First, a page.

One of the greatest threats to free speech in Australian universities is that those in charge of higher education refuse to admit the free speech problems that stare them in the face.
In a speech this week, former Labor politician and chancellor of the Australian National University, Gareth Evans, argued that claims of a free speech crisis in our universities were overstated because there had been only “a handful of instances of invited campus speakers espousing various perceived heresies being disinvited or shouted down by rival activists”.
Downplaying the problem by focusing on the quantity of such incidents is a flawed way of judging whether one of the fundamental principles of a democratic society is endangered.
It is the incidence — not the prevalence — of restrictions on free speech that counts.
It does not matter if there are one, or 100, or 1000 violations of this crucial principle.
If any speaker is prevented from discussing certain ideas that others deem ‘controversial’ — such as the cancellation earlier this year by the University of Western Australia of a speech by an American academic who questions the science around transgenderism — then there is no free speech on campus.
Any failure by universities to properly protect free speech represents a fundamental failure to fulfil the role that taxpayers fund them to play: promote free and open inquiry.
But those in charge of universities just don’t get this.
In September, psychologist Bettina Arndt gave a speech at Sydney University that questioned the existence of a ‘toxic rape culture’ among young male university students.
When demonstrators blocked audience members from attending the venue and overwhelmed security guards, the speech was only able to go ahead after the riot police were called in to clear out the demonstrators.
But Sydney University vice-chancellor, Michael Spence defended the demonstrators by saying they were simply exercising their legitimate right to protest and engage in counter-free speech. According to Spence, “free speech is alive and well” in universities.
In reality, this was an example of the ‘no platforming’ phenomena prevalent in North American and British colleges and universities, which has seen numerous speakers banned and prevented from speaking on university and college campuses because their views are deemed ‘offensive’ or ‘hurtful’ to some students.
Nevertheless, this didn’t stop Vicki Thomson, the chief executive of the Group of Eight peak university lobby group, from dismissing the need for universities to take action on free speech because she “couldn’t remember a particularly violent protest (on university campuses) in the past 10 years.”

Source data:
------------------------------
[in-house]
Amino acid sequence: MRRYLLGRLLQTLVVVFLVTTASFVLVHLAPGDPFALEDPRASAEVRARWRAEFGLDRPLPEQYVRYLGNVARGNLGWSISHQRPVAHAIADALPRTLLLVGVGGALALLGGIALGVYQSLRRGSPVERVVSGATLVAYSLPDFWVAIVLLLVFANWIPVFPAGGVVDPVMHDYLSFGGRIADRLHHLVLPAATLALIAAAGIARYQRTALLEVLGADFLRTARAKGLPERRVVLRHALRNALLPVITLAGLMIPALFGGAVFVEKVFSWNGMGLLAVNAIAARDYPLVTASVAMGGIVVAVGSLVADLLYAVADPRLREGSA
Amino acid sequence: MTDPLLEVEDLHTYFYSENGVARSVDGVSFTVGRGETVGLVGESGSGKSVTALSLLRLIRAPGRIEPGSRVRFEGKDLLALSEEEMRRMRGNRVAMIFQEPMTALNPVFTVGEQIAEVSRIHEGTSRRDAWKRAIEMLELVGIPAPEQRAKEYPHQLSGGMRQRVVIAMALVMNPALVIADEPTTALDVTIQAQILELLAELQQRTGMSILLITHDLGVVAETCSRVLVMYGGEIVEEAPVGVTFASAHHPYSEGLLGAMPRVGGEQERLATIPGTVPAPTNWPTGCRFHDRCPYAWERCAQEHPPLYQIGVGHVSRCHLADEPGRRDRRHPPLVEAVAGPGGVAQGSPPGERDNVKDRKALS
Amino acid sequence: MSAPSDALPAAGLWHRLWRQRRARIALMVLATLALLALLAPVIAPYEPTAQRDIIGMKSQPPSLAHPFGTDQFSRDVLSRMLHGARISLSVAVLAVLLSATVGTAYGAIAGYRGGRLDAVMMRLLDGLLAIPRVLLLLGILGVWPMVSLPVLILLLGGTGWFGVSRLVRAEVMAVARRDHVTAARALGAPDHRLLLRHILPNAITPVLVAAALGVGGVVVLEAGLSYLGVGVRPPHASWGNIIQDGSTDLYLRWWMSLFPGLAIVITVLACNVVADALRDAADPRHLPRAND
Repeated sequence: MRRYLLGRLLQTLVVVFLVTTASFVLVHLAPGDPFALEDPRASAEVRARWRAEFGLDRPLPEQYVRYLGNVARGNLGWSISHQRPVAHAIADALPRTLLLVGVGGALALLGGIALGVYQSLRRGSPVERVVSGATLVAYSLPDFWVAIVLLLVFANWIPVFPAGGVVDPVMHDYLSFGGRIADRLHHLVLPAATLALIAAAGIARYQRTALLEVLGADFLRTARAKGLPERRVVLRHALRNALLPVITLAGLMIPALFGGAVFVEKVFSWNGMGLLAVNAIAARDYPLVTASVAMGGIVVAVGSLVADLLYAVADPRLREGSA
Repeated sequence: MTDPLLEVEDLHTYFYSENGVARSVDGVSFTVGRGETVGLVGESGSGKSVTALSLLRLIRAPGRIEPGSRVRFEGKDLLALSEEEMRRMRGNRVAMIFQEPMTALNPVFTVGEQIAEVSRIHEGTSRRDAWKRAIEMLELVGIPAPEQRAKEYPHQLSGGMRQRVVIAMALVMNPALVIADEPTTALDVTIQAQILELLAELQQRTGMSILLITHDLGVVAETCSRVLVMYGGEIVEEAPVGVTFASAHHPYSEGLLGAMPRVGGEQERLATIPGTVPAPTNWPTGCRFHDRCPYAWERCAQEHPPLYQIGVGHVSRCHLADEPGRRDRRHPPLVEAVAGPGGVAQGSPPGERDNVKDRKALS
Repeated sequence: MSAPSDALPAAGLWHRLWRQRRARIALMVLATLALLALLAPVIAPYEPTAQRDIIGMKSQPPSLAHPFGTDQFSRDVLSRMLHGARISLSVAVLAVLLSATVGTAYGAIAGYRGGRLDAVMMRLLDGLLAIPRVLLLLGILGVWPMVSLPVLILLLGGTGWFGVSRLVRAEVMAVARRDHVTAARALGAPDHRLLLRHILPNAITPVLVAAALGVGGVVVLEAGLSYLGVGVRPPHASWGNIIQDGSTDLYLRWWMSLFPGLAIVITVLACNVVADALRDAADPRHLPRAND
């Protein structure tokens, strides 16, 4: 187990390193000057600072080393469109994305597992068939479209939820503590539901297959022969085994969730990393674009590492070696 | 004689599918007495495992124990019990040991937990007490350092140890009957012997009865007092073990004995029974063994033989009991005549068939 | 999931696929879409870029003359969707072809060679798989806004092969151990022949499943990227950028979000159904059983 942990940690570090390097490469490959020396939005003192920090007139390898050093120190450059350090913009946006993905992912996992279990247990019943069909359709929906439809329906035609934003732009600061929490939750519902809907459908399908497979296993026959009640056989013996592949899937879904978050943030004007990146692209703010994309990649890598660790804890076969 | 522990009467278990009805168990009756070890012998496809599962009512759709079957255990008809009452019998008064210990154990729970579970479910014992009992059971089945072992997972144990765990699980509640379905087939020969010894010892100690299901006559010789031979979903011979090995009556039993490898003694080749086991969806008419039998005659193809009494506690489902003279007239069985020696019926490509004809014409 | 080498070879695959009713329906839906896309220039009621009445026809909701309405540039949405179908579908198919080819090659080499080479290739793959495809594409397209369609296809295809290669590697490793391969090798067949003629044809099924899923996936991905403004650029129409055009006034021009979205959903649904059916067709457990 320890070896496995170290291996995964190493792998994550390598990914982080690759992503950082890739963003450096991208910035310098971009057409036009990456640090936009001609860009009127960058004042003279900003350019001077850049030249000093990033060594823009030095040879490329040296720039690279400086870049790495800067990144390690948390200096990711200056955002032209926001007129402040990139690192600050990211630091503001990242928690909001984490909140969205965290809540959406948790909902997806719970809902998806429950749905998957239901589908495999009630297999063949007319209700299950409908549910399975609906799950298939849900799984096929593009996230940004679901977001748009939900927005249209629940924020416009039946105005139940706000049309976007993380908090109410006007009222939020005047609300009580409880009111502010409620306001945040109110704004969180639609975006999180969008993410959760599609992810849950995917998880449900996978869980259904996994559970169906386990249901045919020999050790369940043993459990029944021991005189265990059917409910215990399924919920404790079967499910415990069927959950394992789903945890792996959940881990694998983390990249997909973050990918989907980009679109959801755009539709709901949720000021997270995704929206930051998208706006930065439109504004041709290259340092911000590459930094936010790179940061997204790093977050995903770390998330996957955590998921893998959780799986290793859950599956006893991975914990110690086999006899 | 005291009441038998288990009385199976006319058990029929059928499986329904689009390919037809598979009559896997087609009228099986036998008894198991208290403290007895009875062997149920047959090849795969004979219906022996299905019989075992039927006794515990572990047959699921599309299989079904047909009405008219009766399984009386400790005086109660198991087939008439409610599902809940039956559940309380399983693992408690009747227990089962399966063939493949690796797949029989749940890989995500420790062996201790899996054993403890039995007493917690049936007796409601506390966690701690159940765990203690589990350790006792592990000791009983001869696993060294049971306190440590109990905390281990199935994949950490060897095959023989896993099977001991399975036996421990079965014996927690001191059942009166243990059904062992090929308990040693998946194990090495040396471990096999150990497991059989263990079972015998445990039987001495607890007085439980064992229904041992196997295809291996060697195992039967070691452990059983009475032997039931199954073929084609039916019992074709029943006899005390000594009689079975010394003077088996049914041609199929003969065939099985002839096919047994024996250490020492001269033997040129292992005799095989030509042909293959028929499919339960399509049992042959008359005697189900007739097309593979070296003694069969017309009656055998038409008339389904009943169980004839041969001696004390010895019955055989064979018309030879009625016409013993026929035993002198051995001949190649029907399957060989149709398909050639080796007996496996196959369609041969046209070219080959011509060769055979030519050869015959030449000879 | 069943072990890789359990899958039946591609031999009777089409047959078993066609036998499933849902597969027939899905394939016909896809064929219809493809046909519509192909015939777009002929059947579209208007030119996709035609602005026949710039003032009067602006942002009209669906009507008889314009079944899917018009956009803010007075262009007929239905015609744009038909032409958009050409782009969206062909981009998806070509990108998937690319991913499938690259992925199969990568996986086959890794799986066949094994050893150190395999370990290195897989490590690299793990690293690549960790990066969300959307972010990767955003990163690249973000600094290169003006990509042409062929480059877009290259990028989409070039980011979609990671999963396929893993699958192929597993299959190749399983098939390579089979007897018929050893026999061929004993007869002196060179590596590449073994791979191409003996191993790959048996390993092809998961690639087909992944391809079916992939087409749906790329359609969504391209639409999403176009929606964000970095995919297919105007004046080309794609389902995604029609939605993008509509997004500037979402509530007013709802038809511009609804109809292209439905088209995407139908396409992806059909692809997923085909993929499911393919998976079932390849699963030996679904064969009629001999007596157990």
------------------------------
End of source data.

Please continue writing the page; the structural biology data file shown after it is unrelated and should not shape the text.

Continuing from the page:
Such wilful blindness to international trends and local examples of anti-free speech behaviour explains the mounting calls for universities to implement policies that properly protect thought and expression on Australian campuses — calls led by former High Court Chief Justice, Robert French, who the federal government has appointed to conduct an inquiry into the issue.
One way forward would be for Australian universities to voluntarily adopt the charter, the Statement on Principles of Free Expression, introduced by the University of Chicago in 2014 and subsequently adopted by 45 other American universities.
Signing up to the ‘Chicago Principles’ would not only affirm that a university is committed to “free and open inquiry in all matters”. and to protecting “the broadest possible latitude to speak, write, listen, challenge, and learn”.
It would also target and punish anti-free speech “disruptive conduct” by stipulating that protesters have no right to “obstruct, disrupt, or otherwise interfere with the freedom of others to express views they reject or even loathe”.
However, if university administrators are unwilling to admit free speech problems exist, how can they be trusted to self-regulate and implement free speech solutions?
In the Canadian province of Ontario, the newly-elected Progressive Conservative government has announced that all universities will be required to develop, implement and comply with free speech policies based on the Chicago Principles.
Moreover, any university that is found to have failed to introduce and follow a free speech policy as required may face funding cuts.
If the federal government implemented a similar policy here, tying funding to complying with free speech policies and protections, it would actively spur university authorities to address free speech problem on campus.
This would especially focus the minds, once funding was at stake, of those administrators whose complacent ‘see no free speech problem’ attitudes is a major obstacle to ensuring universities properly protect free speech.
Dr Jeremy Sammut is the director of the Culture, Prosperity and Civil Society Program at The Centre for Independent Studies and author of the report University Freedom Charters: How to best protect free speech on Australian Campuses
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